Saturday, February 26, 2011

Mother of Swine

Never did Poldy think that one day he would raise a Bible threateningly over his head or find himself standing toe to toe like common pugilist with Slocum Connolly. Life sometimes holds things in store for us that we never dare to imagine could ever come true; like living one’s life in the belief that this one is but a staging ground for the one to come, ever mindful that this one, or the next, could be the last. He tosses down a goblet, a tail of maenads’ milk whale whitening his chin, ever cautious that one wrong suckle could give him diarrhea, or worse another clubfoot.

He remembered the mossy stench of the cod cave where his grandpappa took him on an outing to find his grandmamma’s missing earring, the one made from pearls of swine and the brownest shiniest garnet. He worked as a buyer for the swine and poultry division. ‘cocks and pigs’ his da said. ‘pigs and cocks. It doesn’t really matter’. ‘who?’ he asked. ‘why your great great grandfather my boy, the one with one leg’. Volutes and spalls, archivolts and dolmens, an intricate façade of architecture and trigonometry, the world unfolding like a Gaudi superstructure, his da standing in the middle paring the grimy half moons of his fingernails with a pocketknife. ‘why your great great grandfather my boy, the one with the peg leg’.

Thinking back over his life he realized that he was living it over and over but each time with smaller and smaller changes, each making an impact on what he had already lived more than once. Mother of swine his gargantuan granddad would hiss, his grandmamma, gargantuan in her own right, throwing pebbles off the rain shutters. Mosfellsbær Ólafsdóttir, known far and wide as the man mostly likely to die from chronic whooping, and his diminuire friend Sólrún, known to only a few squinting cross-eyed freaks with dreams of working the circus circuit, sold pearl of swine cameos and bracelets out of the back of a 1938 suburban sedan with bucket seats and a lay-around dash. ‘cocks and pigs’ said Mosfellsbær Ólafsdóttir grumbling, his jug ears redder than Ultisols clay. ‘next they’ll be asking for a layaway…then what? We’ll have to pawn everything and go back to working the concession stand’.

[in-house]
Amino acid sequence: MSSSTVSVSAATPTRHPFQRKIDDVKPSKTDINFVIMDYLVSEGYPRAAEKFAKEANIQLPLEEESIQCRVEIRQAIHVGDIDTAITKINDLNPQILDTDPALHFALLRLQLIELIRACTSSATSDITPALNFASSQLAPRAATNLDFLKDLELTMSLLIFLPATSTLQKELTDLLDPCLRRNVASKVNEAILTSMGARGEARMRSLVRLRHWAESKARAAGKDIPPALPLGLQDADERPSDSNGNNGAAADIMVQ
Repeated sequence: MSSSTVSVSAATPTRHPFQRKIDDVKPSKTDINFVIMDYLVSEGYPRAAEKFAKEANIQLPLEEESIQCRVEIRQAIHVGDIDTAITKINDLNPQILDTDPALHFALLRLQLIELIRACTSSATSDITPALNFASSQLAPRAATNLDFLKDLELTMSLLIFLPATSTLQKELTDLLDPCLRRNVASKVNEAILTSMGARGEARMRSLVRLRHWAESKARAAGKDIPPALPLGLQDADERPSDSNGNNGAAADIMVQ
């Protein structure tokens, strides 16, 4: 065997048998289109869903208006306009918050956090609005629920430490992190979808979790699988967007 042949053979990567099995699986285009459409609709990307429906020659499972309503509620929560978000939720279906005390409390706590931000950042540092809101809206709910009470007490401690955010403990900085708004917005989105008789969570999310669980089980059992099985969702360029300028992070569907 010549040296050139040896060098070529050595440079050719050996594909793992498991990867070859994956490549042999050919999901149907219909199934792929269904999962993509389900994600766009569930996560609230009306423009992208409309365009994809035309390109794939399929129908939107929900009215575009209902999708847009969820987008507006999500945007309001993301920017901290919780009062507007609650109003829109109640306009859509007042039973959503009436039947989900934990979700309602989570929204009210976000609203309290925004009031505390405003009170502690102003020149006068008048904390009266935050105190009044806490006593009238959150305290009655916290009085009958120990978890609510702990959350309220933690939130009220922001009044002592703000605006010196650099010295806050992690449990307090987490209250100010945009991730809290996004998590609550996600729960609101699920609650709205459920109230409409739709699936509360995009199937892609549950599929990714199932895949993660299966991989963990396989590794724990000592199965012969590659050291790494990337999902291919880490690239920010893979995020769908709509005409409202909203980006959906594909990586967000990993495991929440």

Wednesday, February 23, 2011

Gigantes y Cabezudos

Boys at the O’Athy School were expected to attend daily vespers; even Ackley who was born with a gimpy leg and had trouble making it up the steps to chapel. The other boys would help him navigate his way up the steps and sit him in the back pew, Demne Máel making sure he didn’t topple over and crack his head into the pew in front of him. Fader Muldoon gave the sermon, warning them that any boy found playing with himself would be denied entry in heaven and given a good thrashing by brother Ignatius, the boys seated in the front pews cowering lest fader poke one of them in the eye with his roving finger.

Fader Muldoon drank black Porter and Irish Whiskey in the back booth of the Sibín tavern, sister Hélène tugging on his defrocked cock under the table. The aleman’s wife said the two were blasphemers, ‘fader should know better...and with a Carmelite by God, she’s not yet made her solemn vows...a noviciate she is!’ ‘His errors are volitional’ says O’Hanlon. ‘fader never makes mistakes!’ Cursing under her breath the aleman’s wife returns to spit-shining the glassware. ‘fader even celebrates Gigantes y cabezudos and has the biggest head of the lot’ adds O’Hanlon. ‘and La Mercè de San Juan and the Carnival of Santa Cruz de Tenerife’. ‘but he’s still a blasphemer’ adds the aleman’s wife spitting. ‘and Moros y Cristianos and the Fiestas del Pilar’. ‘blasphemer!’ ‘and el toro embolado and the feast of Hogueras’. The boys at the O’Athy School dressed in wool trousers and flax shirts, the youngest in goatskin diapers and doily booties.

Her skirts hung from the gallows of her hips, darts and overlapping pleats forming a tam and tartan hem. Slocum Connolly, giving her the once over, the sun dappling his forehead, exclaimed ‘the woman’s an angel...by God yes’. Brother Slocum had arrived early for vespers, the boys staring weakly at him, the rector’s assistant cursing him under his breath. ‘man’s a charlatan… never once seen him bend a knee or say a Hail Mary’. Snorting and snickering the boys looked at one another with disbelief, Natty Roche whispering ‘next he’ll be fining him for not praying for rain’. ‘I hearsay the Dutch make a fine cigar’ said Demne Máel his knees knocking against the back of the pew in front of him. ‘hand rolled’ said Sliab Bladma playing with his prayer book. ‘leaf by leave’. ‘they spit on them’ said Ackley trying desperately to fit in, the other boys ignoring him. ‘and some of them have bleeding gums’. ‘you fool…there’s no way they’d let ‘em anywhere near a cigar’ said Natty Roche reprovingly. ‘it’s unsanitary’. Raising the Bible over his head, the pages fluttering like cigar leafs, Brother Slocum announced the day’s routine: 8 o’clock: prayer; 9 o’clock: vespers; 9:30: confession; 10 o’clock: vaulting and pommel horse; 11 o’clock: lunch; 12 o’clock…his words falling on deaf ears as the boys were more interested in the wine stains on Brother Slocum’s surplice than in what the day had in store for them.

Monday, February 21, 2011

Los Ejército de Putas